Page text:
One of Chicago's pioneers in children's television -- once named as part of "television royalty" by the Chicago's Museum of Broadcast Communications -- has died from cancer at age 80.
Elaine Mulqueen, a 35-year Bartlett resident, holds an endearing place in early TV lore as the woman who played the bubbly clown Pandora on a trendsetting preteen dance show called "Kiddie A-Go-Go."
"Elaine was a truly charismatic performer with a perky, animated on-screen persona that resonated with the Chicago kids of the '60s who watched her shows," says Jim Engel, kids' TV curator for the Museum of Broadcast Communications in Chicago.
He describes Pandora as the pixie-like clown who popped out of her box in a puff of smoke before she performed skits with a cast of puppet characters created by her husband, Jack Mulqueen and studio children.
After the show evolved into the famous "Kiddie A-Go-Go," she taught Chicago preteens the latest dance crazes as well.
"Like all good local kids' TV personalities, she could and did transcend her material," Engel adds, "and she has left fond memories."
Through the magic of YouTube and the Internet, Mulqueen and her Pandora character have left more than memories. One of their early shows, which featured the band, New Colony Six, singing their hit single, "I Lie Awake," while youngsters danced American Bandstand-style, is something of a YouTube hit, with nearly 95,000 views.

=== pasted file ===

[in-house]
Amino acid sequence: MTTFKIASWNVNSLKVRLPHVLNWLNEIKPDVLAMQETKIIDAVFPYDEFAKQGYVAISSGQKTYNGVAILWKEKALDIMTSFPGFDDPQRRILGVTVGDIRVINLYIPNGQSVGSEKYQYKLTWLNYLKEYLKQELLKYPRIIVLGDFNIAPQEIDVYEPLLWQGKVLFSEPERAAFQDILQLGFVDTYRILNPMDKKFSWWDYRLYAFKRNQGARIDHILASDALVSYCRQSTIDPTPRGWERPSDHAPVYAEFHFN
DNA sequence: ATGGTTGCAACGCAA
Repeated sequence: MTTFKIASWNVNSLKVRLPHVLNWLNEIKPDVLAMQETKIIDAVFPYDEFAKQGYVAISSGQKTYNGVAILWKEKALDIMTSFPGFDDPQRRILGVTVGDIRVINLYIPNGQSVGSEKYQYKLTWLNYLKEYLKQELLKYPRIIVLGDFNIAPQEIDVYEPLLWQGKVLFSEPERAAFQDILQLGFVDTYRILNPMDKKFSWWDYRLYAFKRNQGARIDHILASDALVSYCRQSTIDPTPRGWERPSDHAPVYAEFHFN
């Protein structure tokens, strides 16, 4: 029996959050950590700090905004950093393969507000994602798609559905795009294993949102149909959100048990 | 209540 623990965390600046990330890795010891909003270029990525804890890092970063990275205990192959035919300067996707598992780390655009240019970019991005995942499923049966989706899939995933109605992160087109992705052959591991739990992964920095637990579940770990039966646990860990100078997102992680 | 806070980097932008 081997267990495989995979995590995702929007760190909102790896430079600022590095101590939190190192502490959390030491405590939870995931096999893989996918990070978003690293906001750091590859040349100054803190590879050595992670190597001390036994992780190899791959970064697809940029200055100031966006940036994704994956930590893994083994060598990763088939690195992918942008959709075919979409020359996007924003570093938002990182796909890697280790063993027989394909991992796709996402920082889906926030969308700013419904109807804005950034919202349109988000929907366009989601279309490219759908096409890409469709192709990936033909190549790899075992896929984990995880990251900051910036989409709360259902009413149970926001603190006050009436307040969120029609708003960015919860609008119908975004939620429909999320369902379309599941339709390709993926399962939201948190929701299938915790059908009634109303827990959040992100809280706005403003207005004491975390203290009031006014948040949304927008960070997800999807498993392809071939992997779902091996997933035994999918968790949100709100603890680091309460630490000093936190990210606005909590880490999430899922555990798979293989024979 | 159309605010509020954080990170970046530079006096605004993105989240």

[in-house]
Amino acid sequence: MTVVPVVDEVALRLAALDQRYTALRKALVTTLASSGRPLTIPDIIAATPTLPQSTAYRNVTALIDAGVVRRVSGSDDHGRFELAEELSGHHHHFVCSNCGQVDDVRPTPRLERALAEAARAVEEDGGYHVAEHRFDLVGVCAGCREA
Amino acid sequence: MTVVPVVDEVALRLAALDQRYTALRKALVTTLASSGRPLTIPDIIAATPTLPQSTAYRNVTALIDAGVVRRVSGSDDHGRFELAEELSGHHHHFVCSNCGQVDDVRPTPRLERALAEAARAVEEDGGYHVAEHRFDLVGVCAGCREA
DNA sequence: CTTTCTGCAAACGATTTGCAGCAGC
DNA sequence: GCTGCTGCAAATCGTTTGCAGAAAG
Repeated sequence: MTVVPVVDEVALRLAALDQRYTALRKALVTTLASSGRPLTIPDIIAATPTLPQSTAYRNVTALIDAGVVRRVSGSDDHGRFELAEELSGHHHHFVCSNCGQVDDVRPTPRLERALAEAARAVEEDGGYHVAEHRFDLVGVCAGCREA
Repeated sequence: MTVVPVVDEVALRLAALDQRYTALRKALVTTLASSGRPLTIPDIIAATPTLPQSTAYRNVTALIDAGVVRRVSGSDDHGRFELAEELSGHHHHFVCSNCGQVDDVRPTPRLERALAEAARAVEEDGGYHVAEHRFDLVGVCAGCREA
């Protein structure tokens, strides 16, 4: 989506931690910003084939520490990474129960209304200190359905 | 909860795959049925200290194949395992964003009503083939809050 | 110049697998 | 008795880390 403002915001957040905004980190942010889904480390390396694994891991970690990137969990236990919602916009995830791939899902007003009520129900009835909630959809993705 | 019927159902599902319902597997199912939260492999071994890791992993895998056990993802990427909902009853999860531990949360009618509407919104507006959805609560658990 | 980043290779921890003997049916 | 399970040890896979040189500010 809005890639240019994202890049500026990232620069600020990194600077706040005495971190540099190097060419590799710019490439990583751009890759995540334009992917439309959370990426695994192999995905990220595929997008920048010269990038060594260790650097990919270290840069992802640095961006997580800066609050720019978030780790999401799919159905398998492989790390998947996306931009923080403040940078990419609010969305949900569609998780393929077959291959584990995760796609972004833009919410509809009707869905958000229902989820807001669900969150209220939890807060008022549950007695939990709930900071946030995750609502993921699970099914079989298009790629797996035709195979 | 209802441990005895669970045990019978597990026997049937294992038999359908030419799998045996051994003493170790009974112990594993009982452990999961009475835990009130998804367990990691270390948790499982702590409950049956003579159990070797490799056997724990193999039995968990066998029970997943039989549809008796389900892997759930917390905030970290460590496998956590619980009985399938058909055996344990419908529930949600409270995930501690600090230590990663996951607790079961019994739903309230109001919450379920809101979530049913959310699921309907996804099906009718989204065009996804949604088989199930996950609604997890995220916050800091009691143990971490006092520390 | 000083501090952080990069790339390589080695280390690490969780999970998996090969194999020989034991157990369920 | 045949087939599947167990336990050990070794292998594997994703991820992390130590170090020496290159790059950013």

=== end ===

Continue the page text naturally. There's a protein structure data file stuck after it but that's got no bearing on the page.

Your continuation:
"It was one of our earliest TV appearances," says Ray Graffia Jr., one of the original New Colony Six members, "and in retrospect, it's one of the greatest things we ever did. It has drawn more hits on YouTube than anything else we did."
Mulqueen and her husband produced "Kiddie A-Go-Go" for four years, from 1966-1970 on WCIU Channel 26. What started as a Saturday morning feature soon switched to five days a week and drew such stars as The Four Seasons, Leslie Gore, Sonny and Cher and the Cowsills.
Their career in television started in 1962, when Elaine Mulqueen did Coca-Cola commercials on Bozo Circus while her husband operated some of the show's puppets.
By 1963, the husband-and-wife team branched out on their own, with "The Mulqueens" on WGN-TV.
"We were drawing 247,000 fans every Saturday morning," says Jack Mulqueen, "and all during prime kiddie time when we were battling Saturday morning cartoons."
Two years later, in 1965, they moved to WLS-TV, where they debuted a new format for children, called the "Mulqueen's Kiddie A-Go-Go."
"It just so happened that at that time, go-go music was very juvenile," Jack Mulqueen adds, pointing to such songs as "Little Red Riding Hood," "The Popsicle Song" and "The Hula-Hoop Song."
The name was shortened to "Kiddie A-Go-Go" when they jumped to WCIU in 1966, and it is that version that is the most memorable.
In 2010, Jack and Elaine Mulqueen were invited to join the first reunion of three generations of Chicago television icons, as part of a "Salute to Chicago Television," hosted by the Museum of Broadcast Communications.